I prepared the front and rear stretchers in the frame for the square holes. What this means is that I cut the hole outline with a knife into the wood, then pare to that line with a chisel. This process is repeated several times for both sides of each hole, because this wood is more prone to tearout than a typical hardwood.

When ready to start drilling the holes, it looks like this:

The hole is on the right side of the board here. When I’m ready to start again, I drill four holes through to the other side in each corner of the rectangle, then put a coping saw blade through one and saw around. Here’s a close-up of the other end (ignore that circle in the center of the hole; I was playing around with one of my new brad-point bits):

The board is a 2×8. The tree that this board came from is a little different than the one that the 2x4s came from. There is a lot more latewood in this guy, making it quite a bit more difficult to slice through. However, it is also nice and heavy.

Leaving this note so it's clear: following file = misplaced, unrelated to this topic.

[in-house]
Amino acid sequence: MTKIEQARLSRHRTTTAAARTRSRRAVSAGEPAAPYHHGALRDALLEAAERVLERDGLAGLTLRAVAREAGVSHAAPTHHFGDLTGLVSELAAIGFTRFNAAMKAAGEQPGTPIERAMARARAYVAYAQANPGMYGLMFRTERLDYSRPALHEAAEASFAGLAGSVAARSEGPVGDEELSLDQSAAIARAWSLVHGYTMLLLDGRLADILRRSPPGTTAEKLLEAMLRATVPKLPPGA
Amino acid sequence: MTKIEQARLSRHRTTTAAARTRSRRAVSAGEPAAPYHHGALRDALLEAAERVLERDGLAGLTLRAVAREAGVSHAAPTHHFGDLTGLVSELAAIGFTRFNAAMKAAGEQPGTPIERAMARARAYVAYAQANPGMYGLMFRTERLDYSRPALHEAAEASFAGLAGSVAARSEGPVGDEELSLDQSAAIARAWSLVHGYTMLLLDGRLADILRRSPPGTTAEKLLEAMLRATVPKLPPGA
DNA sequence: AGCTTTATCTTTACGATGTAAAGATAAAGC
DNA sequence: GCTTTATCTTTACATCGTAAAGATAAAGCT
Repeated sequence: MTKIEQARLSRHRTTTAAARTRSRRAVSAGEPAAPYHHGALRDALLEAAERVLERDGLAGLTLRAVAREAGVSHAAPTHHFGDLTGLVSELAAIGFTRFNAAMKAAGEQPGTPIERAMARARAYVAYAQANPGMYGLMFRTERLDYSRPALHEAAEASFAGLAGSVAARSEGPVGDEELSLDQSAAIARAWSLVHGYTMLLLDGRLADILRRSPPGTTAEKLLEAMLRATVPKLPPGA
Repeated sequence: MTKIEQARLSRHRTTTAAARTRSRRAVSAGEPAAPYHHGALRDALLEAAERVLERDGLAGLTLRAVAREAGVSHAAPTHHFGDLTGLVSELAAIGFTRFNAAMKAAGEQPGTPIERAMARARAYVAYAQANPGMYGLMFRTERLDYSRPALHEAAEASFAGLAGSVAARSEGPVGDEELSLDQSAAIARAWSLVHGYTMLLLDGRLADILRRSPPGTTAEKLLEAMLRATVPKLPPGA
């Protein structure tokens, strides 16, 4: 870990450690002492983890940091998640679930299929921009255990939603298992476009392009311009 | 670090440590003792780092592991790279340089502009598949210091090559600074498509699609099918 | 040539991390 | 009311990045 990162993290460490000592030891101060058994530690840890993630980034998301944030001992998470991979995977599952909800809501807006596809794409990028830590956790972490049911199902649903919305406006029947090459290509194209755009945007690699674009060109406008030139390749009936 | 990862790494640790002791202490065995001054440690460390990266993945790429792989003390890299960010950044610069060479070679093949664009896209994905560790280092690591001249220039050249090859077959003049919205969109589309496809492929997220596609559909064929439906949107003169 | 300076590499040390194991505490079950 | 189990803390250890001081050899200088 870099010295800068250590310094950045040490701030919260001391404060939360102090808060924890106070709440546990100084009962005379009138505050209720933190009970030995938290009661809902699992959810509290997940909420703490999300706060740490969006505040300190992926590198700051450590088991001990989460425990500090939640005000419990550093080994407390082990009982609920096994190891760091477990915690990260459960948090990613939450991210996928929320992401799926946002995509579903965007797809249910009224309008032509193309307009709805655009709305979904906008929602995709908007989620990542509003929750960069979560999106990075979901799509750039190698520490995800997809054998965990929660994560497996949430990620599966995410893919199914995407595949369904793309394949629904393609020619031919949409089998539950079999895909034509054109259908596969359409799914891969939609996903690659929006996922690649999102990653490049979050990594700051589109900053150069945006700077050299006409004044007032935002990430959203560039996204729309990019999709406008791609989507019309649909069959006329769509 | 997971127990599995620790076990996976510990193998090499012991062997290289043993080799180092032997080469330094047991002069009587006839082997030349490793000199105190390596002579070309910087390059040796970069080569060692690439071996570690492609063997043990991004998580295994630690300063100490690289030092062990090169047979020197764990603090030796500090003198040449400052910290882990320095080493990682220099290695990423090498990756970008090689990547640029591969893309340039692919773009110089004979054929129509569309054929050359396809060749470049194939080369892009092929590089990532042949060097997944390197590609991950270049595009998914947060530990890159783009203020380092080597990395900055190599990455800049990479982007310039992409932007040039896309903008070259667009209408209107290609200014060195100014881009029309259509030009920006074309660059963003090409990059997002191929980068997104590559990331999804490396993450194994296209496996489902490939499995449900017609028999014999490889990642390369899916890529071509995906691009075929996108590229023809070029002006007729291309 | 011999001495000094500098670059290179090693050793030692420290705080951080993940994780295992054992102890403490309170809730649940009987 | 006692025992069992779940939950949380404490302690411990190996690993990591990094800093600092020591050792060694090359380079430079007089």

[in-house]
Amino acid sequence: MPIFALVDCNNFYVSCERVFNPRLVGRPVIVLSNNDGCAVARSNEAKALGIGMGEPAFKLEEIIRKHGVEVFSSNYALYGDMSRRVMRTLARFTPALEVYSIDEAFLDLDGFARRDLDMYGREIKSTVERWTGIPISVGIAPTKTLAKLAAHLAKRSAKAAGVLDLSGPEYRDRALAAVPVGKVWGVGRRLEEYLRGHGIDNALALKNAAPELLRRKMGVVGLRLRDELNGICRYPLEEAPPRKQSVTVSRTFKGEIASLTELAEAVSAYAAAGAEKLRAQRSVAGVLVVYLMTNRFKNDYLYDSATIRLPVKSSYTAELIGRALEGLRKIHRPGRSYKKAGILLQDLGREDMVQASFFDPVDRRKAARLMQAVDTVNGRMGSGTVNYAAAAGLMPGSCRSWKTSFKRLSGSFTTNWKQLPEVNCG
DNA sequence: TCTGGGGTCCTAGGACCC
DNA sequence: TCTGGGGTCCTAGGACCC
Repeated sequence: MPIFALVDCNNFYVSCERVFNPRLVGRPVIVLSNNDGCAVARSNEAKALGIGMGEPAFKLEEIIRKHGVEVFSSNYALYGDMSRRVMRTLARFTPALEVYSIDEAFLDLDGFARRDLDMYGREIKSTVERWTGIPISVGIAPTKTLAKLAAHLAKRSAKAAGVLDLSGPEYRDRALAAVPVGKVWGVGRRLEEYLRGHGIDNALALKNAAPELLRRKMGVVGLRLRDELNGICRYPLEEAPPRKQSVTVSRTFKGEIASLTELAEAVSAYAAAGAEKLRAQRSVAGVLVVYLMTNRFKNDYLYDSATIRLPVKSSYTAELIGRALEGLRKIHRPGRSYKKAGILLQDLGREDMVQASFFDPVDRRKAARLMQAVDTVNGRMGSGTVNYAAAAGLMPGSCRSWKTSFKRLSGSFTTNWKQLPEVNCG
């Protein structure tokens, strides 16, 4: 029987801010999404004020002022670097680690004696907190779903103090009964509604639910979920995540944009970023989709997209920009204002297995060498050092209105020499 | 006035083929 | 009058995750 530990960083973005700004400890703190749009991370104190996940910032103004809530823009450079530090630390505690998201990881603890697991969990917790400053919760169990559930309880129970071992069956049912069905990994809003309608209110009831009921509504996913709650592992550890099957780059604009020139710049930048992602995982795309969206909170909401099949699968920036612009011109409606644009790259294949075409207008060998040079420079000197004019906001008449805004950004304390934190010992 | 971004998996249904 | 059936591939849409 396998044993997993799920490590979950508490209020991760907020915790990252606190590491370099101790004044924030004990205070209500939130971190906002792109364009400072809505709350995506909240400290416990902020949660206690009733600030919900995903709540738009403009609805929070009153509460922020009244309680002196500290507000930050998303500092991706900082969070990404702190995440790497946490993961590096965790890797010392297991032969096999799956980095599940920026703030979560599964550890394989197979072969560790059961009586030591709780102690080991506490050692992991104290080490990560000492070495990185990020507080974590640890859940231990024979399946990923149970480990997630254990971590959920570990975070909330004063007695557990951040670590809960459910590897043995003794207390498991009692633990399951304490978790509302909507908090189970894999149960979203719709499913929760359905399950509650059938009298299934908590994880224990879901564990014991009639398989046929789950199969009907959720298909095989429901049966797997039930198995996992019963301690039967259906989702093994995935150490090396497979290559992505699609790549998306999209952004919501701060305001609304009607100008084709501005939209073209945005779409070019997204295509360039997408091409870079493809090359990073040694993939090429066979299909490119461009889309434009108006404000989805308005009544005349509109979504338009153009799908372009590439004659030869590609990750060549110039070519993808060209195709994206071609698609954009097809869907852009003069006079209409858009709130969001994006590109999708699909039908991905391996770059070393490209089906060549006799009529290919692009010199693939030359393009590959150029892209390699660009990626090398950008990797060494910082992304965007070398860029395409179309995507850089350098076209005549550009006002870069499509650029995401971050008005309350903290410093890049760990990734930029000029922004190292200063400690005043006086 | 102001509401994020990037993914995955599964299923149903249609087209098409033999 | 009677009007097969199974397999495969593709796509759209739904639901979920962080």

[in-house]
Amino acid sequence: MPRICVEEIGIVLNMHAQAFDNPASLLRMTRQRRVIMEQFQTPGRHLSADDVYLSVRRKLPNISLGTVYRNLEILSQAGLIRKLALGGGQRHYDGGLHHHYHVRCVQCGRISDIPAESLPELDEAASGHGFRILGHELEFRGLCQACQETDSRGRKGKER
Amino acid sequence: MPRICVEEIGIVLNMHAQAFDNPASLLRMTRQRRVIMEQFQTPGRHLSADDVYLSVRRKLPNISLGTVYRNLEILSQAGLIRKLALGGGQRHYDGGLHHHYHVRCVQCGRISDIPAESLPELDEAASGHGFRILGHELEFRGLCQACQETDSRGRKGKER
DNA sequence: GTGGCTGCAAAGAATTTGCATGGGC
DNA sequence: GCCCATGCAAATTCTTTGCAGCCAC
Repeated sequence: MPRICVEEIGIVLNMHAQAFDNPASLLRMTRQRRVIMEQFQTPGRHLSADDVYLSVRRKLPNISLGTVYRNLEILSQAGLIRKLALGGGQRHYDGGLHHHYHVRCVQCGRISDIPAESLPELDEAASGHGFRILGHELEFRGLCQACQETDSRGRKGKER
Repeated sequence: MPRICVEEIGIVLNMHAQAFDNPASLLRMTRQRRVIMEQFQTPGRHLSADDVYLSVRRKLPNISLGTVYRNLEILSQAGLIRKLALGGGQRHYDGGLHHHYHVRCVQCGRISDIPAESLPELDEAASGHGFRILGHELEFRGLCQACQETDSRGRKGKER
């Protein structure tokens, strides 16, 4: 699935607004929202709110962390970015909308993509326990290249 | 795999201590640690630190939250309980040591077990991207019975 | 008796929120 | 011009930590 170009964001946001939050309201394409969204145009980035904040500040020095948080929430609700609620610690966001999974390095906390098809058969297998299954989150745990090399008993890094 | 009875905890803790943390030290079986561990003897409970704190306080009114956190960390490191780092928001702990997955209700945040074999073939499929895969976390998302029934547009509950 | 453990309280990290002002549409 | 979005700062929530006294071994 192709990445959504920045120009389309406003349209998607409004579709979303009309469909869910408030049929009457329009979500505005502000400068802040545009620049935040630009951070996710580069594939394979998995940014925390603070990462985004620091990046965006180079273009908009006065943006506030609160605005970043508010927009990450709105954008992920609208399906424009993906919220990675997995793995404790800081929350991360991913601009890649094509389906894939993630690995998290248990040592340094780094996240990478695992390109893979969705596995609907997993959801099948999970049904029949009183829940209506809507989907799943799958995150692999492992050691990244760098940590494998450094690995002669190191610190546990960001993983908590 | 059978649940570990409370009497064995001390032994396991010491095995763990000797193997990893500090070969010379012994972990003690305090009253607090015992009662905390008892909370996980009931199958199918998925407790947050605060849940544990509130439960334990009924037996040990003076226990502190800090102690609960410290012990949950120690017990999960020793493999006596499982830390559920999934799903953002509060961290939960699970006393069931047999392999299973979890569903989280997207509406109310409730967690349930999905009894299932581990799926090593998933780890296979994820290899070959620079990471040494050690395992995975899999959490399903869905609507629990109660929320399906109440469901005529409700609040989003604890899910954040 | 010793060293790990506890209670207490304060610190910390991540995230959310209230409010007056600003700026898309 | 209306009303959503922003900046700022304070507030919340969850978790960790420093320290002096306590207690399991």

That try square is an item that I found in the toolkit at my mom’s place in October. It was made by Stanley, and had a lot more rust on it until Thursday, when I decided that I’d had enough of not being able to see the markings and numbers on there. I just did the usual mineral spirits / sandpaper / wax treatment that you’d do to a handsaw.

I don’t know the origin of the square. It has BPS15 stamped into the handle, which probably means Baltimore Public Schools 15. That wouldn’t be the current BPS15. I asked my mom about that today; she doesn’t recall anything about it, and speculated that it may have belonged to my grandfather (my father’s father, that is).

Also, a much-anticipated package from Lee Valley Tools arrived today with my brad-point bits, my “Wonder Dog,” and perhaps most importantly, my auger bit file (couldn’t find one anywhere around here, of course…). Naturally, I had to see if I could get my 3/8″ auger bit into some sort of more useful shape. That bit is definitely one of those “sheesh, quality control these days” cases, but with a little work, the cutting edges actually look like cutting edges, rather than sofas. I tried it out and it seems to work… but the real test comes when I start to put the fastener holes in the stretchers.